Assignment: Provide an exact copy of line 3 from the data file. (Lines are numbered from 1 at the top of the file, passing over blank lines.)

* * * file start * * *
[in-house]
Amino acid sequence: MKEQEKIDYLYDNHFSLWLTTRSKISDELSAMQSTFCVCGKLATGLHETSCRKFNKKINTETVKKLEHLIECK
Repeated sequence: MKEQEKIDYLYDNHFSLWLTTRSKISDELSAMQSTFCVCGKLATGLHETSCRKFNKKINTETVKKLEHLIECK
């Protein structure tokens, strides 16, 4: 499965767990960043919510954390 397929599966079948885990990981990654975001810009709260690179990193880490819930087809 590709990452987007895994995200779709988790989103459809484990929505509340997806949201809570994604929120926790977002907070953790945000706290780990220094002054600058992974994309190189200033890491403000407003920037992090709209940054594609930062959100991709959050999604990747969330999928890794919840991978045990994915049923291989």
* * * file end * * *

Repeated sequence: MKEQEKIDYLYDNHFSLWLTTRSKISDELSAMQSTFCVCGKLATGLHETSCRKFNKKINTETVKKLEHLIECK